|© UNICEF Uzbekistan/2010/Toshmatov|
|A UNICEF team joins Maftuna, 7, Lorchinbek, 6, and Abrorbek, 6, who are playing near their new temporary home at a camp in Uzbekistan, where most of the refugee population consists women and children.|
BISHKEK, Kyrgyzstan, and KURGANPATA, Uzbekistan, 24 June 2010 – Despite concerns about security, UNICEF has organized a continuing airlift and overland distribution of supplies to people displaced by violence in Kyrgyzstan. At the same time, a significant proportion of the ethnic Uzbek families that fled the country into neighbouring Uzbekistan have now returned home – though thousands are still refugees.
More than 250 people are officially confirmed dead and over 2,000 wounded as a result of the violence, which broke out two weeks ago in southern Kyrgyzstan, and media reports quoting the country’s interim government suggest that the actual number of casualties could be much higher.
According to government and UN estimates, at least 300,000 people are internally displaced in Kyrgyzstan. Up to 100,000 refugees had crossed the border into Uzbekistan at the height of the emergency, but the Kyrgyz border service reports that about half of them have gone back to Kyrgyzstan.
Kyrgyzstan: Aid for the displaced
In response to the crisis inside Kyrgyzstan, a cargo flight carrying 40 tonnes of supplies from UNICEF's global hub in Copenhagen arrived at Bishkek airport last Saturday, 19 June. A truck convoy transported the supplies to the cities of Jalalabad and Osh on Monday and Tuesday.
|© UNICEF Kyrgyzstan/2010|
|UNICEF emergency supplies are airlifted to Manas Airport in Bishkek, Kyrgyzstan, bound for the displaced population in the southern part of the country.|
An additional 35 metric tonnes of aid arrived by air yesterday. It was scheduled for distribution to affected children and families today, mostly in hard-hit Osh province. “We will be aiming to establish an office in Osh as soon as practically possible,” said UNICEF Representative in Kyrgyzstan Jonathan Veitch.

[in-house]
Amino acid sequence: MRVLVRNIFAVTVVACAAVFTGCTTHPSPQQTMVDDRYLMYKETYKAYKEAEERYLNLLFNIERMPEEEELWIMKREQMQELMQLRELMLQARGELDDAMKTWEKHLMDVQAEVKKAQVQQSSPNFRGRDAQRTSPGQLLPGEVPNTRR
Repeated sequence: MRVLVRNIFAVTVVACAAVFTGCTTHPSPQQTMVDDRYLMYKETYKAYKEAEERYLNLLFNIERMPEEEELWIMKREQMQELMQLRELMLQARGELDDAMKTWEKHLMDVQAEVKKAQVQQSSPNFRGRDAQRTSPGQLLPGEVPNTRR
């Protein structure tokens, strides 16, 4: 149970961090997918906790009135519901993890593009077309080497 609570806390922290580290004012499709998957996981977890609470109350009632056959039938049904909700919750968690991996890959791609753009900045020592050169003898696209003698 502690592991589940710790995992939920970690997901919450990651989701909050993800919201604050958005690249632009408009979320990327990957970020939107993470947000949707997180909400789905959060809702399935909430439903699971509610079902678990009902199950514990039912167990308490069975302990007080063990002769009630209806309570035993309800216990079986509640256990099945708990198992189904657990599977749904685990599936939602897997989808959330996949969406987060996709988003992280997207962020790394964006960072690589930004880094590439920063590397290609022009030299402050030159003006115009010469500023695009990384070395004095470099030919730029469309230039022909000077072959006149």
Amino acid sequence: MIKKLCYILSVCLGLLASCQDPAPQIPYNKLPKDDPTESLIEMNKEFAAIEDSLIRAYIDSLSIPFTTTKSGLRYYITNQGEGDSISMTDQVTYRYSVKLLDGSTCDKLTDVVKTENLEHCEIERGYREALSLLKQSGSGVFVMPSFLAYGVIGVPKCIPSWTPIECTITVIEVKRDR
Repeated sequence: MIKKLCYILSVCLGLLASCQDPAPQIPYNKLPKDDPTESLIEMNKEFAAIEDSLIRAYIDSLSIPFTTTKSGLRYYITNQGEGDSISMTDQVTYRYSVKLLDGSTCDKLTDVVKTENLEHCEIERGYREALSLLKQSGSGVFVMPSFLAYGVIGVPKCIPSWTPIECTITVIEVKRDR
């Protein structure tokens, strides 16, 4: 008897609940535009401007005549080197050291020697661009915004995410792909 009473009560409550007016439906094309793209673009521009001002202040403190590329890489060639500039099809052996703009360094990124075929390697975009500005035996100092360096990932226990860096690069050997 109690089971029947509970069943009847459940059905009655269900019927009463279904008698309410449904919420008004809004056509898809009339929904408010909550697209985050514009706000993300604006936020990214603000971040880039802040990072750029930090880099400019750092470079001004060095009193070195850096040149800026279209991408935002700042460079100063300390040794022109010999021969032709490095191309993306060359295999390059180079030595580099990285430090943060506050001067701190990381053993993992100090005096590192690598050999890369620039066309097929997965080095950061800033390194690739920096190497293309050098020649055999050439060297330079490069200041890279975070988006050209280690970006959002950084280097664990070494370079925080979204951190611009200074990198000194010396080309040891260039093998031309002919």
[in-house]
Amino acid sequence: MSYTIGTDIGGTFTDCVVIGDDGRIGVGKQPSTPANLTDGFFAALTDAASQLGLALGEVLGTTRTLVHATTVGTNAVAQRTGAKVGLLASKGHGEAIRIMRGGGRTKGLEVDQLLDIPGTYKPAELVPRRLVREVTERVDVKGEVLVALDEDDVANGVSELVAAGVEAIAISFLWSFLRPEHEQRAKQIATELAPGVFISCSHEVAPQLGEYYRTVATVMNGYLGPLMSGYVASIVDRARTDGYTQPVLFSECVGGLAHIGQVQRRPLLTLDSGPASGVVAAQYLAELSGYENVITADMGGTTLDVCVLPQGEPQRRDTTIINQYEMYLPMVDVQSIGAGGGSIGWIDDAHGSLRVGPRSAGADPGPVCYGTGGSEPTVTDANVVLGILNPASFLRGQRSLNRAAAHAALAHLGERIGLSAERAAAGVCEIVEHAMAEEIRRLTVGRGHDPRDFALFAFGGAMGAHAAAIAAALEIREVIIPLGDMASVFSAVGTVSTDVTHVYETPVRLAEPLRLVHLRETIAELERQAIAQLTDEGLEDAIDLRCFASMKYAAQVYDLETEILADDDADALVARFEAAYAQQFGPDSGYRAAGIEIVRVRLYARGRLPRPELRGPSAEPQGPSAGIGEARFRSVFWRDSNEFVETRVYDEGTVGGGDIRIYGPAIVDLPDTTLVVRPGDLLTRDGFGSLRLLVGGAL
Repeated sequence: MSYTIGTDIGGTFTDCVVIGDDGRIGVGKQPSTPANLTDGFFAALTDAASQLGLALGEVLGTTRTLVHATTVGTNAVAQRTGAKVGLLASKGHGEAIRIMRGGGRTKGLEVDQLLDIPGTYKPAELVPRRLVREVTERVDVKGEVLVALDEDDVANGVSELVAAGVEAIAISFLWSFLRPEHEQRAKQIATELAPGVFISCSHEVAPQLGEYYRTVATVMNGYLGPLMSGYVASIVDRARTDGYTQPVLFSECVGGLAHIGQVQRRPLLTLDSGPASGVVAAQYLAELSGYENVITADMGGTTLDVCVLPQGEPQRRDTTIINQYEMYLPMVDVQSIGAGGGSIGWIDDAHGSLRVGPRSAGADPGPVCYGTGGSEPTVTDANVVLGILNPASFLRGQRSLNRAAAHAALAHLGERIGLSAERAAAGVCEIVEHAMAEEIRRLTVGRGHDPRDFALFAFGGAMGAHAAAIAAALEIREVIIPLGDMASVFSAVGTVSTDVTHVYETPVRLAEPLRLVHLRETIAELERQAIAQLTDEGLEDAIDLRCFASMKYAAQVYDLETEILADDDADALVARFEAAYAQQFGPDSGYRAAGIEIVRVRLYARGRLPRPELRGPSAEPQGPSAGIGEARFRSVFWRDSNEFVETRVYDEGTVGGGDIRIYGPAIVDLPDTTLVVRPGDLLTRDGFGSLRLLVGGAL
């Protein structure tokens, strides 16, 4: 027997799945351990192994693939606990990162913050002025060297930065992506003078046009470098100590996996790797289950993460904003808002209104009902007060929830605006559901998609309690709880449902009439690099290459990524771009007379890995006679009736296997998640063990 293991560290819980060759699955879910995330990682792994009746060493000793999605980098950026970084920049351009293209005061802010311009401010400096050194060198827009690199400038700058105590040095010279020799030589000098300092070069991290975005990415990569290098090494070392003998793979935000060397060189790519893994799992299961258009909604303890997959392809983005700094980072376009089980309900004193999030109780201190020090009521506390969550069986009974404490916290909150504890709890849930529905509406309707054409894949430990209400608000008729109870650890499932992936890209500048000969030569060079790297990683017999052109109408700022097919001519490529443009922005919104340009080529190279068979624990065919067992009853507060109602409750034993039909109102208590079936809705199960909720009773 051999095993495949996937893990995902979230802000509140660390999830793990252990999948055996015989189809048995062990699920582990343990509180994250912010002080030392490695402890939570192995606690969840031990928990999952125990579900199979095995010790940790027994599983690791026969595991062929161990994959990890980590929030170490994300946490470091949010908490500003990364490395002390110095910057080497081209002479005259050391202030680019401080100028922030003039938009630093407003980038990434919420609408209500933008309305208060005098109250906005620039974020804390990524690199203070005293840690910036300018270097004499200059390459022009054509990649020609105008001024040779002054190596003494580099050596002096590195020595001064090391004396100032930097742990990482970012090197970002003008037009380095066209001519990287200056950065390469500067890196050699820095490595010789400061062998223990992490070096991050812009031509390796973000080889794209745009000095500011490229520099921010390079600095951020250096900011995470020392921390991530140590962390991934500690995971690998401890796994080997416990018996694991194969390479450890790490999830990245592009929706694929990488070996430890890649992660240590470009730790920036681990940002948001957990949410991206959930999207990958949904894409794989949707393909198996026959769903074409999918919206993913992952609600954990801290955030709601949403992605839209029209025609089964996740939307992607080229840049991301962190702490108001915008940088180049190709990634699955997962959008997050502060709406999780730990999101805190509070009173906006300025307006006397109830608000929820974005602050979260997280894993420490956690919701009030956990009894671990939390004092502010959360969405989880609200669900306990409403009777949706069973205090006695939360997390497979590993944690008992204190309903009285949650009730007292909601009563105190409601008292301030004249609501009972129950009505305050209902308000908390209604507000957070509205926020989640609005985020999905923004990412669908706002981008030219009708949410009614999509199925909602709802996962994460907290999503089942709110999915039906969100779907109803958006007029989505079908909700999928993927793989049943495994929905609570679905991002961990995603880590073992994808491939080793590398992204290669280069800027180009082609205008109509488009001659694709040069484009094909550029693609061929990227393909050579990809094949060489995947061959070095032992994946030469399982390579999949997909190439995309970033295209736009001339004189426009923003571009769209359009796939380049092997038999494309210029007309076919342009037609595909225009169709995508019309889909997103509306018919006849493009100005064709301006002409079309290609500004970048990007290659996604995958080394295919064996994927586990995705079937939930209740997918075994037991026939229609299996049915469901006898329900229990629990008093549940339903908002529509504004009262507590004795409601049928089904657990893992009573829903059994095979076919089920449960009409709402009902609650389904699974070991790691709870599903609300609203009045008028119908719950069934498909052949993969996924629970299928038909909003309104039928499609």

Two more flights with approximately 80 metric tones of emergency supplies are expected to arrive this week. The airlifted aid includes medical kits and medicines to prevent diarrhoeal diseases, mobile obstetric kits, vitamin A and other and micronutrient supplements, water-and-sanitation supplies, tarpaulins and tents, School-in-a-Box kits and Early Childhood Development kits.
As aid operations continue, northern Kyrgyzstan remains tense, with widespread concerns about the possibility of violence connected with a constitutional referendum planned for 27 June.
Uzbekistan: Supporting refugees
In Uzbekistan, meanwhile, refugee camps in the Kurgantapa district of Andijan province have received tents, non-food items, and basic health and hygiene equipment – all provided by UNICEF as part of its early response to the emergency.
|© UNICEF Uzbekistan/2010/Toshmatov|
|Zilola, age 1, and her grandmother outside a UNICEF-supplied, multi-purpose tent at a refugee camp in Uzbekistan, where they are staying after fleeing violence in neighbouring Kyrgyzstan.|
UNICEF was among the first humanitarian actors present in the refugee camps after the crisis erupted. Women and children comprise more than 90 per cent of the refugee population, as many men remained behind in Kyrgyzstan to protect their property.
To meet the immediate needs of refugee families, UNICEF is procuring $2 million in additional relief aid – including basic health and hygiene kits, as well as water storage tanks and children’s recreation materials.
The authorities at the border – and UNICEF staff in the area – report that thousands of refugees have returned to Kyrgyzstan in recent days. The majority of returnees appear to be heading back to districts not directly affected by the violence; those who fled the worst-affected areas in the Osh region seem reluctant to return and are likely to need continued humanitarian relief within Uzbekistan.
Flash appeal for funding
“The relief operation is going well, but the needs are really big,” said UNICEF Uzbekistan’s Chief of Communication for Development, Savita Varde-Naqvi. “Our biggest concern is an outbreak of disease, including polio, because of overcrowding and possible contamination of water.”
Ms. Varde-Naqvi noted earlier this week that 52,000 children already had been vaccinated against polio in the camps and surrounding host communities in Uzbekistan. Second and third rounds of immunization are being planned, she added.
As part of a UN flash appeal issued on 18 June, UNICEF is seeking nearly $9.8 millon in new funding from international donors to address the urgent needs of displaced people in Kyrgyzstan, and refugees in Uzbekistan, in the weeks and months to come.
Social assistance for Kyrgyz children
Rebuilding lives in Kyrgyzstan
Families return to the ruins
UNICEF relief flight to Uzbekistan
Refugees pour into camps in Uzbekistan